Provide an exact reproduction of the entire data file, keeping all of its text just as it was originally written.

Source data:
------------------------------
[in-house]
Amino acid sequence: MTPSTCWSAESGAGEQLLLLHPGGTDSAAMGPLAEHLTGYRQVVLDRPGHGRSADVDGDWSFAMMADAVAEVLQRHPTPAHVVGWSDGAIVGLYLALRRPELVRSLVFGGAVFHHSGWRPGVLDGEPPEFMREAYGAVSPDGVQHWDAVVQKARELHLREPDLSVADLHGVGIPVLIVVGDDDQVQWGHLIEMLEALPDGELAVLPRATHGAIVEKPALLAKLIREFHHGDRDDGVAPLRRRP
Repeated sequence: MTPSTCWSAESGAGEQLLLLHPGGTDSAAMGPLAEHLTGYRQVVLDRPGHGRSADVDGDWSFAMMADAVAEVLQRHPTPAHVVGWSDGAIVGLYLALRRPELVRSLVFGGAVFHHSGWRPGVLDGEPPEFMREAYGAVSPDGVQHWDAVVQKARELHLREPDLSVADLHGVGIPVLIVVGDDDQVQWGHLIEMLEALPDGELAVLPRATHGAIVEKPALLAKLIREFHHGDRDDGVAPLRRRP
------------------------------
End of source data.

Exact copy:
[in-house]
Amino acid sequence: MTPSTCWSAESGAGEQLLLLHPGGTDSAAMGPLAEHLTGYRQVVLDRPGHGRSADVDGDWSFAMMADAVAEVLQRHPTPAHVVGWSDGAIVGLYLALRRPELVRSLVFGGAVFHHSGWRPGVLDGEPPEFMREAYGAVSPDGVQHWDAVVQKARELHLREPDLSVADLHGVGIPVLIVVGDDDQVQWGHLIEMLEALPDGELAVLPRATHGAIVEKPALLAKLIREFHHGDRDDGVAPLRRRP
Repeated sequence: MTPSTCWSAESGAGEQLLLLHPGGTDSAAMGPLAEHLTGYRQVVLDRPGHGRSADVDGDWSFAMMADAVAEVLQRHPTPAHVVGWSDGAIVGLYLALRRPELVRSLVFGGAVFHHSGWRPGVLDGEPPEFMREAYGAVSPDGVQHWDAVVQKARELHLREPDLSVADLHGVGIPVLIVVGDDDQVQWGHLIEMLEALPDGELAVLPRATHGAIVEKPALLAKLIREFHHGDRDDGVAPLRRRP